The Technical and Vocational Education Initiative


The Technical and Vocational Education Initiative Pilot (TVEI) was launched nationally, through the Department of Employment with Herefordshire as one of the first of ten national pilot areas. As the name suggests, the main purpose of TVEI was to promote technical and vocational education within England and Wales and later Scotland. The criteria as set out in the TVEI operating manual, were unequivocal and can be summarised that vocational education was to be interpreted as education in which the students are concerned were to acquire generic or specific skills with a view to employment. A major assumption behind the initiative was that expansion of technical and vocational education would eventually lead to improved economic growth and greater prosperity. The response of the educational establishment was mixed, with some fearing a narrow and divisive vocationalism and others, more optimistically, seeing it as a catalyst that would stimulate a vigorous and imaginative reappraisal of the curriculum and of the educational purposes which it should serve.

In Herefordshire, a Technical and Vocational Education (TVE) Centre was set up as a 14-19 base in Hereford city centre on the site of the former Hereford High School for Boys. Ten high schools and four local colleges participated in the five-year project. The project allowed each participating high school to select an all-ability cohort of students to work on a shared curriculum delivery with the TVE Centre, which effectively became a technical and vocational school with an integrated curriculum and teacher development centre.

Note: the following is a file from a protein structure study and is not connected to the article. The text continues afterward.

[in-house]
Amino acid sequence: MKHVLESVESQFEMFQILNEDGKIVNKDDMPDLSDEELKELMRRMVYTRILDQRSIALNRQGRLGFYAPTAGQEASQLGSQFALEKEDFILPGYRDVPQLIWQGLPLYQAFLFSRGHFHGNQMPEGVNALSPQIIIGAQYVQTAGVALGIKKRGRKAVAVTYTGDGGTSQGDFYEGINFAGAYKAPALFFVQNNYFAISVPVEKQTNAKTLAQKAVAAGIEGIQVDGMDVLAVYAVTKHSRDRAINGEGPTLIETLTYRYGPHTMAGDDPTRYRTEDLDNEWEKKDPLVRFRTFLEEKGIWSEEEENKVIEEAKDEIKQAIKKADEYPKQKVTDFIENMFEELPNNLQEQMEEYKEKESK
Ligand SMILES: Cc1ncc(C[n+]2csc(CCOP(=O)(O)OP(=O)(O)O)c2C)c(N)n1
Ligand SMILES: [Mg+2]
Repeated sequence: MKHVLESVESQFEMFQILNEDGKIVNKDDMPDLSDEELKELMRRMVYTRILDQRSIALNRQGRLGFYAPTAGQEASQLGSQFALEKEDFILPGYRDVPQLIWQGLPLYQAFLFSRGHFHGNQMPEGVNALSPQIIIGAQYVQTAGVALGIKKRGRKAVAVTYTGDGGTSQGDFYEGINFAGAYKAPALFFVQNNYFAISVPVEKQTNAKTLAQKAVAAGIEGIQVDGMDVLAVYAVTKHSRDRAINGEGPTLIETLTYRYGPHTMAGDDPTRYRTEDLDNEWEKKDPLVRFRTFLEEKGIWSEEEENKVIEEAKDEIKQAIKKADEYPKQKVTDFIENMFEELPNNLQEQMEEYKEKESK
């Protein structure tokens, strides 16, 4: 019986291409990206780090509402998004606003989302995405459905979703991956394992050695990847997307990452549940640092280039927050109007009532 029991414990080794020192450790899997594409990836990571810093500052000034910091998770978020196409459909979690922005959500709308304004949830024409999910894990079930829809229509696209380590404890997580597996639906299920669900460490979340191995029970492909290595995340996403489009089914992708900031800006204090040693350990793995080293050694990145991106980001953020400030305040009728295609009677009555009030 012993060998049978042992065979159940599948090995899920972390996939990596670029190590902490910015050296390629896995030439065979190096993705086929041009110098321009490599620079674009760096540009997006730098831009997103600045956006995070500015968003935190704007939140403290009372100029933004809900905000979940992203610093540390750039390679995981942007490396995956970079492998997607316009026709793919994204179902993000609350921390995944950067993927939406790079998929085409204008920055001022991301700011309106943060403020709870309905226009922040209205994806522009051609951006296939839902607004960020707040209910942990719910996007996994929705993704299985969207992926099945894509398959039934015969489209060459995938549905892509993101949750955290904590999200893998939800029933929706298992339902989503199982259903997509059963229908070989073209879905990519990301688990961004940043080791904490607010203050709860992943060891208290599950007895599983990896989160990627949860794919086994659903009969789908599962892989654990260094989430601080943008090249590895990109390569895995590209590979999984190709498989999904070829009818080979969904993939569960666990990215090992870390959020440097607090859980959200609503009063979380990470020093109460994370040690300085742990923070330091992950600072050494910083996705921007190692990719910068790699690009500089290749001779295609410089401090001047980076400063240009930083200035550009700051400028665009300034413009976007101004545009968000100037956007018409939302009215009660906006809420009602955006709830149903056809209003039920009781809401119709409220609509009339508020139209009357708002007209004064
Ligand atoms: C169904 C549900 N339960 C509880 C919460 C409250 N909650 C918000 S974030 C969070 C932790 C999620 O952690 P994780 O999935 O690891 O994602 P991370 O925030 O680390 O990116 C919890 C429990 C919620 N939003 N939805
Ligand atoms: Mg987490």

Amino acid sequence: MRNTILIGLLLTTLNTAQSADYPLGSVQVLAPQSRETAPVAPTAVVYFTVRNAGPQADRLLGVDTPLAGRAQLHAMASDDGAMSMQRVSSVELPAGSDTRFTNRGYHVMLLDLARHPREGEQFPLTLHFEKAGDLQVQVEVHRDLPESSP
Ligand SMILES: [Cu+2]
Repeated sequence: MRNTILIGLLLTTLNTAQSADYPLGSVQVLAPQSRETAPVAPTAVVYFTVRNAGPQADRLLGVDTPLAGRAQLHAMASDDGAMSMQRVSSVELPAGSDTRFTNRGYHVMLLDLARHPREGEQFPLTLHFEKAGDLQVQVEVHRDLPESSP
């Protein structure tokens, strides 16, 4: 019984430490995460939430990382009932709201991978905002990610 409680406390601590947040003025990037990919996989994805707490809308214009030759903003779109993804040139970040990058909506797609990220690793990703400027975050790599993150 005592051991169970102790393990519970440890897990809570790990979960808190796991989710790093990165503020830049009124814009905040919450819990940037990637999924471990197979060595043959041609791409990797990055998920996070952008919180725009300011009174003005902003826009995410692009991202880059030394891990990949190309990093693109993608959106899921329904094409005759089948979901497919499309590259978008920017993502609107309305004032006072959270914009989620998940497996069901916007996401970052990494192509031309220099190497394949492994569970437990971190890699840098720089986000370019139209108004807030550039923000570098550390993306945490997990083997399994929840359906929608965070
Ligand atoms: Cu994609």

We know that the Department, at the end of the project, wanted the Herefordshire model to be rolled out nationally, but this was defeated by the Treasury. The TVEI Extension Programme began nationally in 1988 and was rolled out in Hereford and Worcester involving all 14- 19 establishments; it was organised in two phases. In Herefordshire, this meant all high schools and not just the initial TVEI Pilot pioneers. This was seen as an opportunity to continue supporting schools and colleges in their efforts to improve the quality of education. In reality, it became little more than an additional funding stream to deliver the National Curriculum with some limited initiatives, such as the piloting of the Technological Baccalaureate in Redditch high schools with City and Guilds and the Institute of Education at London University.